If you’ve tuned in over the last few weeks, you’ll see we’ve been mulling the topic of Brodie Oaksification around here — the crackpot fantasy of instantly transforming another one of Austin’s sprawled-out shopping centers into a new mixed-use development just like what’s currently planned at Brodie Oaks, a project increasing the housing and commercial space of its land with the help of dense construction while also clawing back some green space from acres of underused parking lots.
Austin has approximately one million different shopping centers that could use this treatment, but our efforts to narrow down the contenders with multiple surveys has finally paid off. After more than 750 votes in our last reader poll, we’re proud to declare that Austin’s most popular strip mall target for the Brodie Oaks cannon is Hancock Center by a hair, receiving 35.51 percent of the votes versus 34.84 percent for Barton Creek Square Mall and 29.65 percent for Capital Plaza. That’s a pretty even distribution, which we’re not surprised to see — all three of our finalists were popular in earlier polls, and that’s because they’re all excellent candidates.
But the 34-acre Hancock Center tract at 1000 East 41st Street has some interesting stuff in its near future that might make it a particularly good location for this kind of redevelopment, even if the timeline isn’t exactly swift. For one, the expansion of I-35 by the Texas Department of Transportation planned over the coming years will take a small bite out of the shopping center’s eastern edge, displacing stuff like a Wendy’s and a walk-in affordable health clinic — some real masters of public relations over there at TxDOT. But the turmoil caused by the highway expansion might just be the incentive that owners of sites like Hancock Center (along with the nearby Capital Plaza, even if it didn’t win the poll) could use to try something new, since the centers will have to be modified to make room for the highway no matter what.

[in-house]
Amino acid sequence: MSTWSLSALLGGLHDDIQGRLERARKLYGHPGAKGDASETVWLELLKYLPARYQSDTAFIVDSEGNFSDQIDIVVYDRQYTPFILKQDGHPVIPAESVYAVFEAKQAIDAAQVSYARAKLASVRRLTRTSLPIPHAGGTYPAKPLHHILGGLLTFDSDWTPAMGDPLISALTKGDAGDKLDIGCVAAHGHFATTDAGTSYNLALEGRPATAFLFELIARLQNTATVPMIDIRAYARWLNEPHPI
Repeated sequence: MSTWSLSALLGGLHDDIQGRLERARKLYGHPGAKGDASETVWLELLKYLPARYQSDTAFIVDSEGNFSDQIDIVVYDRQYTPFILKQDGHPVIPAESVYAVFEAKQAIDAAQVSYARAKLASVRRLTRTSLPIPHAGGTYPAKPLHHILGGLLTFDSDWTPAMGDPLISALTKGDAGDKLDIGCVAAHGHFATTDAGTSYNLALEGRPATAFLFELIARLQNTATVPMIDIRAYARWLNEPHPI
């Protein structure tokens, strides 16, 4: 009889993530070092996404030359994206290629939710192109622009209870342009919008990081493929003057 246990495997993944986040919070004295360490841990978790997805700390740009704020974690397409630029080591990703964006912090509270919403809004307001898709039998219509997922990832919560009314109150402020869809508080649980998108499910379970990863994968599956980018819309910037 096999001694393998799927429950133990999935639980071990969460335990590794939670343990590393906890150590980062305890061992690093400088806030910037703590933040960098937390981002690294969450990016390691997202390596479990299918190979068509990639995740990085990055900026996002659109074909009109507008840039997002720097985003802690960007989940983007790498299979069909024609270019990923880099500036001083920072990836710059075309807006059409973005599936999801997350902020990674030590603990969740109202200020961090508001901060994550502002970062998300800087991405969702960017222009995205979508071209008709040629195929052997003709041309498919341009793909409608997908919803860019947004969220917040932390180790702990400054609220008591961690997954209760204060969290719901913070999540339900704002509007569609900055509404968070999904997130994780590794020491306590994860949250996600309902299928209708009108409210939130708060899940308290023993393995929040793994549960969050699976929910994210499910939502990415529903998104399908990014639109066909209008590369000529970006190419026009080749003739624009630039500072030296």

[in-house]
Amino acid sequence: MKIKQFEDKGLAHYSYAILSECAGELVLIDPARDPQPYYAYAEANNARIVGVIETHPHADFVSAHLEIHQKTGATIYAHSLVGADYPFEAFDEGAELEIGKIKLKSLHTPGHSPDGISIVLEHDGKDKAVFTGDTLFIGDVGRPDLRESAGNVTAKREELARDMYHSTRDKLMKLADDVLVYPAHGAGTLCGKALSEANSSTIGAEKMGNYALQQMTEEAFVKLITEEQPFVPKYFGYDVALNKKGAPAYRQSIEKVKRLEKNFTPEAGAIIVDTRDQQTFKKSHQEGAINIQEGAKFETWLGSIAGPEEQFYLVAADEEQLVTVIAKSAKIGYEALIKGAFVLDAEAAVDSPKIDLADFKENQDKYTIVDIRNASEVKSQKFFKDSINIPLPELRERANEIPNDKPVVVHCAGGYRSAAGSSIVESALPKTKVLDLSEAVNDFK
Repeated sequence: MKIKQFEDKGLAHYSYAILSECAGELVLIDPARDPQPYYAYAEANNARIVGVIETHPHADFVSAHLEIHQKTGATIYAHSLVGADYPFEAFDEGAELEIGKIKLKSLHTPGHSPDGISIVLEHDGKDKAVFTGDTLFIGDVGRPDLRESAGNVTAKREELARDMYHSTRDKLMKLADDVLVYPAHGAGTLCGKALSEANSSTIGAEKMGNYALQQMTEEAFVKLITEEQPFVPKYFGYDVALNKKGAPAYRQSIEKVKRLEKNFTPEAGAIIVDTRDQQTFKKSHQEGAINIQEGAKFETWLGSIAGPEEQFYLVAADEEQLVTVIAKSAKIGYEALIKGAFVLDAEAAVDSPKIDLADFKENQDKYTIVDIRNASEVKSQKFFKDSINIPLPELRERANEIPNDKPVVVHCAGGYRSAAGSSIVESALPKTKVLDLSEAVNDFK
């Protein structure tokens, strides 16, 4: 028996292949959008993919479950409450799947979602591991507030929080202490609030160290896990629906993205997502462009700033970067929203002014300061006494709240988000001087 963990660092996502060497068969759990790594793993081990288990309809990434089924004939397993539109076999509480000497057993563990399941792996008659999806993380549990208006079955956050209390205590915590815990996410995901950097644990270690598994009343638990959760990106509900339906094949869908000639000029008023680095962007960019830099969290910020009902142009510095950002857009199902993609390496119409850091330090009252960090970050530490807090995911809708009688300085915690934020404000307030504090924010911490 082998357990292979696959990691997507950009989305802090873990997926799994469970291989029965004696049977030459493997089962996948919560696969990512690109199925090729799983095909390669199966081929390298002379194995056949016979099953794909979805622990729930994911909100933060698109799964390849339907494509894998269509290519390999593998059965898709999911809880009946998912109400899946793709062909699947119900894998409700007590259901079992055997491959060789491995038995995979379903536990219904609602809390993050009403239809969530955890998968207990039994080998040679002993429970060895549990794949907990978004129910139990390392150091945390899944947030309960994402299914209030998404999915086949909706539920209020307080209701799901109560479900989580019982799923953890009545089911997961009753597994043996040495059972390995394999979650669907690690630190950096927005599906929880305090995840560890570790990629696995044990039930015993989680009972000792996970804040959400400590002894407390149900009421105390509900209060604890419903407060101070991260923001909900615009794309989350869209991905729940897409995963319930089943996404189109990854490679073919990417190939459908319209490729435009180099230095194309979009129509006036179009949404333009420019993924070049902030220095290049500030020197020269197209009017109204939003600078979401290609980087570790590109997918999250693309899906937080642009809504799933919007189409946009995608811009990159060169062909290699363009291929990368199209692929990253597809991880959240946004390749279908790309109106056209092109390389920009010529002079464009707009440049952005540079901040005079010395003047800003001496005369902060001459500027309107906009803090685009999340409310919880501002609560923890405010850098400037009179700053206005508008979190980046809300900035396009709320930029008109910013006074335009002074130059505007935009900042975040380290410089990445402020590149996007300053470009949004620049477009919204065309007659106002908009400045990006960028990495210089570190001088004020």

Hancock Center is also set to get a few modernizing investments in the near future, including a planned expansion of its anchor H-E-B grocery and the conversion of its long-dead former Sears department store into the new $63 million headquarters for county hospital district Central Health, which has yet to reveal its design. Although the longer-term transit improvements of Project Connect now seem further out of reach than ever, the possibility of rail someday on the Gold Line includes a stop here. With that future in mind, it doesn’t take much imagination to picture something better at Hancock Center, even if we don’t have the power to change it overnight — still, it’s nice to know where Austinites would point the Brodie Oaksifyer if they could.
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